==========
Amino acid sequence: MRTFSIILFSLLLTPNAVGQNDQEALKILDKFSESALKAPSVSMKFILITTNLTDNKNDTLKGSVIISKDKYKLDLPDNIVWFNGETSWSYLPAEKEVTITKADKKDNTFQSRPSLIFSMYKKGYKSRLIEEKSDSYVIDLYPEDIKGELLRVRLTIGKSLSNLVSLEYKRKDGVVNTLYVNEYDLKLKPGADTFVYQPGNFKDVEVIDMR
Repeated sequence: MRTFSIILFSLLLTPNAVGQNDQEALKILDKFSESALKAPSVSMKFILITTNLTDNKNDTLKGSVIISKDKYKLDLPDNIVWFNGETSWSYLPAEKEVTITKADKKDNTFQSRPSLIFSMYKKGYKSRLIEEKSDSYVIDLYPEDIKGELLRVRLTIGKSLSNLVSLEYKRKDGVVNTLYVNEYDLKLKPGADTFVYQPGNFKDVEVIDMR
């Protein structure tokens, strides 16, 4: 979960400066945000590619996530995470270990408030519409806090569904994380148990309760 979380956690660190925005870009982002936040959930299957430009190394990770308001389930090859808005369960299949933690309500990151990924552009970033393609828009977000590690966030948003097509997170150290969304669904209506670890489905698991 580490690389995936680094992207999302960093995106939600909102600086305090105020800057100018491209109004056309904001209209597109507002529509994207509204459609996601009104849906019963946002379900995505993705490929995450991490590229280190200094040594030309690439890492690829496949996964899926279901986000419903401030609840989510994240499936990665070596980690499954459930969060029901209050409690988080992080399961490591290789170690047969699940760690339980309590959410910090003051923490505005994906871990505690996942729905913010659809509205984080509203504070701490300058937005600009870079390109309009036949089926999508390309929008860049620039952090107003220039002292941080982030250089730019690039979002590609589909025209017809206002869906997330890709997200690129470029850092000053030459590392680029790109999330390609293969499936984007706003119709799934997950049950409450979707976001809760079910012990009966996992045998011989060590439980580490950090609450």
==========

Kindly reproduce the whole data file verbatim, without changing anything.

Amino acid sequence: MRTFSIILFSLLLTPNAVGQNDQEALKILDKFSESALKAPSVSMKFILITTNLTDNKNDTLKGSVIISKDKYKLDLPDNIVWFNGETSWSYLPAEKEVTITKADKKDNTFQSRPSLIFSMYKKGYKSRLIEEKSDSYVIDLYPEDIKGELLRVRLTIGKSLSNLVSLEYKRKDGVVNTLYVNEYDLKLKPGADTFVYQPGNFKDVEVIDMR
Repeated sequence: MRTFSIILFSLLLTPNAVGQNDQEALKILDKFSESALKAPSVSMKFILITTNLTDNKNDTLKGSVIISKDKYKLDLPDNIVWFNGETSWSYLPAEKEVTITKADKKDNTFQSRPSLIFSMYKKGYKSRLIEEKSDSYVIDLYPEDIKGELLRVRLTIGKSLSNLVSLEYKRKDGVVNTLYVNEYDLKLKPGADTFVYQPGNFKDVEVIDMR
């Protein structure tokens, strides 16, 4: 979960400066945000590619996530995470270990408030519409806090569904994380148990309760 979380956690660190925005870009982002936040959930299957430009190394990770308001389930090859808005369960299949933690309500990151990924552009970033393609828009977000590690966030948003097509997170150290969304669904209506670890489905698991 580490690389995936680094992207999302960093995106939600909102600086305090105020800057100018491209109004056309904001209209597109507002529509994207509204459609996601009104849906019963946002379900995505993705490929995450991490590229280190200094040594030309690439890492690829496949996964899926279901986000419903401030609840989510994240499936990665070596980690499954459930969060029901209050409690988080992080399961490591290789170690047969699940760690339980309590959410910090003051923490505005994906871990505690996942729905913010659809509205984080509203504070701490300058937005600009870079390109309009036949089926999508390309929008860049620039952090107003220039002292941080982030250089730019690039979002590609589909025209017809206002869906997330890709997200690129470029850092000053030459590392680029790109999330390609293969499936984007706003119709799934997950049950409450979707976001809760079910012990009966996992045998011989060590439980580490950090609450």